Image: Ferg Horne/Associated Press

Well here’s something you don’t see everyday—wild rabbits riding on the backs of sheep to flee rising floodwaters. The remarkable scene was captured by a New Zealand farmer who said he’s never witnessed anything quite like it.

As reported in the Associated Press, the event was captured by Ferg Horne, 64, on July 22 on a farm near Dunedin, New Zealand. He was trudging through pouring rain on his way to help his neighbor rescue a flock of sheep from the floodwaters when he spotted some strange, dark shapes. On closer inspection he realized—to his shock—that the splotches were actually three wild rabbits, clinging to the tops of sheep for dear life.

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“I couldn’t believe it for a start,” he told AP. He quickly pulled out his smartphone to take a photo, but inadvertently began filming video. “It’s a Samsung or a smartphone or whatever you call it. I swear at it every day,” he said. “I’m absolutely useless with technology.”

Anyhoo, he managed to capture the moment, chronicling the rabbits perched atop the sheep, who were standing in about three inches of water. The rabbits were wet, but relatively unphased by the whole ordeal.

Normally, Horne would shoot wild rabbits on sight as they’re considered pests in New Zealand. “But they’d showed so much initiative, I thought they deserved to live, those rabbits,” he told AP.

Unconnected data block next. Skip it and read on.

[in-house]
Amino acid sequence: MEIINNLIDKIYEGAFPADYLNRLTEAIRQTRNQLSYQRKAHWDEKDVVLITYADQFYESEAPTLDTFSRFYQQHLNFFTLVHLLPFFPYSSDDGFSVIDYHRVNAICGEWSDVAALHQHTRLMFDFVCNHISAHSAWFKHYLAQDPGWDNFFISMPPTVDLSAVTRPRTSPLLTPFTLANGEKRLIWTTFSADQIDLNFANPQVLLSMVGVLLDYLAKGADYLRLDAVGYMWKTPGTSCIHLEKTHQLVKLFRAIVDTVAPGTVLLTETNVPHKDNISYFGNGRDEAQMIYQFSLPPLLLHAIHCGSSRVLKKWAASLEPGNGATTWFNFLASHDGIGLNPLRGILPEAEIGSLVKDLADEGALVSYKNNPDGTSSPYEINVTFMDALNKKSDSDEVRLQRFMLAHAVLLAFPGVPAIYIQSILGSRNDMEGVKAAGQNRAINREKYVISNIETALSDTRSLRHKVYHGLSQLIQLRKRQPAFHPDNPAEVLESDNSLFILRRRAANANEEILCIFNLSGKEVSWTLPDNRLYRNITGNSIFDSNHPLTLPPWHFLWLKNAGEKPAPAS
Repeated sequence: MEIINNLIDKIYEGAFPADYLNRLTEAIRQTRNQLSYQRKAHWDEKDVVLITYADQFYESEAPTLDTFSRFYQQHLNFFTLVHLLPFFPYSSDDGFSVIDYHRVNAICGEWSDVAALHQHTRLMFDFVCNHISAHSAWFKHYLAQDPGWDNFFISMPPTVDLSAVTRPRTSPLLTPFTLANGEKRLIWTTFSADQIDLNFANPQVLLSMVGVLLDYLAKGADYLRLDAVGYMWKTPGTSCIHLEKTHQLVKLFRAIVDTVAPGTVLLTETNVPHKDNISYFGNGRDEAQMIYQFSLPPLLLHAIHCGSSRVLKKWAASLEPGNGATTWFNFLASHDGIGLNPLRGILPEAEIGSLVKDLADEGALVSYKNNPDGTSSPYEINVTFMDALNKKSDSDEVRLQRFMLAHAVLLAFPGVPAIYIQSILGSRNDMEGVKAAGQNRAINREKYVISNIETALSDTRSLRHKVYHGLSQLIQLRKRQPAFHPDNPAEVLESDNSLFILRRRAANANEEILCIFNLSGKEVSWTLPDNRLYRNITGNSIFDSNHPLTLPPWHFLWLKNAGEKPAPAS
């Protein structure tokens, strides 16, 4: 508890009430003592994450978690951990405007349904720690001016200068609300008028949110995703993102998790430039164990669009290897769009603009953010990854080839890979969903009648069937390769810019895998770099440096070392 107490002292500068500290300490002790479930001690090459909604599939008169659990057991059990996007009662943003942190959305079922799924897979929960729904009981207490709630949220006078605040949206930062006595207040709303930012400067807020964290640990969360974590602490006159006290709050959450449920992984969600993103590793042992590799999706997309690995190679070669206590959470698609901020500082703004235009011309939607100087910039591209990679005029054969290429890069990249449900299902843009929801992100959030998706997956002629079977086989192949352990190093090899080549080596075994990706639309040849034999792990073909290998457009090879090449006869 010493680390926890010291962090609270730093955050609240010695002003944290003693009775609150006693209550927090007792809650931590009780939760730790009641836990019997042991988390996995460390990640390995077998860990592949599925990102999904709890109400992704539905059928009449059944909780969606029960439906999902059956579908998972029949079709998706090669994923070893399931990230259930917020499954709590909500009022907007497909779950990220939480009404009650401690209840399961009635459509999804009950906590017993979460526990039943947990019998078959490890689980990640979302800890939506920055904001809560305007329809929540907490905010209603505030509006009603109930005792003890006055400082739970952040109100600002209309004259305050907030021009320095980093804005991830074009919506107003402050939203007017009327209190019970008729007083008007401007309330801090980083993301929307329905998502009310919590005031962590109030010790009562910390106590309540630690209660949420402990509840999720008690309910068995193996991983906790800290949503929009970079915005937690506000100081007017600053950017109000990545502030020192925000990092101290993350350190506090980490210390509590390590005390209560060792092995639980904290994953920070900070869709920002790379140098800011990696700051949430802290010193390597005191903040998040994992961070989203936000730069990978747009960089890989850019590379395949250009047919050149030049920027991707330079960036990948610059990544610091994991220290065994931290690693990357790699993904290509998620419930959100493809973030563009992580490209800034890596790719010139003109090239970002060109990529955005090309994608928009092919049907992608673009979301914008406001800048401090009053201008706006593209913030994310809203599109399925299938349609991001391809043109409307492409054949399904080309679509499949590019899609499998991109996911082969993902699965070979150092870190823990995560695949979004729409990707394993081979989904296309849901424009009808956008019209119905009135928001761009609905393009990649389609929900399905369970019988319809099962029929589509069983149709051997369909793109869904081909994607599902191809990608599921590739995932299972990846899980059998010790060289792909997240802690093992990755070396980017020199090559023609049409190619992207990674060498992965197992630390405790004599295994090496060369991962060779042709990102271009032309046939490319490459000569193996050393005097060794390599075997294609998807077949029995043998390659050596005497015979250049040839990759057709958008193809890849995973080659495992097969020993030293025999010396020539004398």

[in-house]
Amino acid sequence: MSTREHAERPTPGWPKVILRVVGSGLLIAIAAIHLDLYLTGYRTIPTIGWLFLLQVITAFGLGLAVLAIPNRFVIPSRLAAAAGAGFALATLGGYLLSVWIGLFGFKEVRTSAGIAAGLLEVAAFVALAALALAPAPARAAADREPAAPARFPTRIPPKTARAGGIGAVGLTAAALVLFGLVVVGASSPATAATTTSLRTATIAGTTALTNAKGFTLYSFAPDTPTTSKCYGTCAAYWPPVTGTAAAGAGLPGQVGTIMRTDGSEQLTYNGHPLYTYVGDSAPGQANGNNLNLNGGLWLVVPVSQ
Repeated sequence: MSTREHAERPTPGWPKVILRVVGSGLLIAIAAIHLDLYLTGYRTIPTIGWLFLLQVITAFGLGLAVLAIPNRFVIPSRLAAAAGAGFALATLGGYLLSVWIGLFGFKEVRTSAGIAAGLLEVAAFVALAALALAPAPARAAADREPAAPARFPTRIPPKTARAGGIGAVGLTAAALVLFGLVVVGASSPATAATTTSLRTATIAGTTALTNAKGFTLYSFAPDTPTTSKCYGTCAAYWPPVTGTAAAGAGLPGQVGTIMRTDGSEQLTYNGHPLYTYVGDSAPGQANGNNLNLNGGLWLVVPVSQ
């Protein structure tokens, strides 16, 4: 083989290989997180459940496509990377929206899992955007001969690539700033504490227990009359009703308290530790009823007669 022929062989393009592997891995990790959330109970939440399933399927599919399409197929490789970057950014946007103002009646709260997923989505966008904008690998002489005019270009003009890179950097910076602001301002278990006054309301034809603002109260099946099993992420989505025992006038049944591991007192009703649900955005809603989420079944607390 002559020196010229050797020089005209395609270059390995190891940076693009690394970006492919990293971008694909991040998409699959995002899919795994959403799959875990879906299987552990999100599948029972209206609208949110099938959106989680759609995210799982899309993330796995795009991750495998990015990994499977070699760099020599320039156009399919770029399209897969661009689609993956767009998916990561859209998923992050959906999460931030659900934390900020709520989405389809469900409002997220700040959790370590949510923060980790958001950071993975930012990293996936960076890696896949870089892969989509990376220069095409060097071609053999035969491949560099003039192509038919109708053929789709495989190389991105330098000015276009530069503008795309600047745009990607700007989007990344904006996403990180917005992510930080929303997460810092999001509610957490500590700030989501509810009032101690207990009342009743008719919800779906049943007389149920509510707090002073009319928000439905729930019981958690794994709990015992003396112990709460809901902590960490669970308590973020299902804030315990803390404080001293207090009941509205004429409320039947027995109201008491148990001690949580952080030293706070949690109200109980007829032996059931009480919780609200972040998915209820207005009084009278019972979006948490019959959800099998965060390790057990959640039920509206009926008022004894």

Horne and his neighbor eventually managed to direct the sheep to dry land. The rabbits did remarkably well at holding on, even when the sheep were agitated. Eventually, the rabbits fell off but managed to scurry away to safety.

This hitchhiking behavior, while weird, is not unprecedented. Back in 2014, camera traps in South Africa’s Hluhluwe-Imfolozi Park captured images of a genet riding on the backs of at least two different species. And in 2015, a weasel was caught riding on the back of a woodpecker in a failed attempt to wrangle the bird. There are many other examples too, but rabbits riding on the backs of sheep may be new one. Perhaps these rodents aren’t so helpless, after all.

[Associated Press]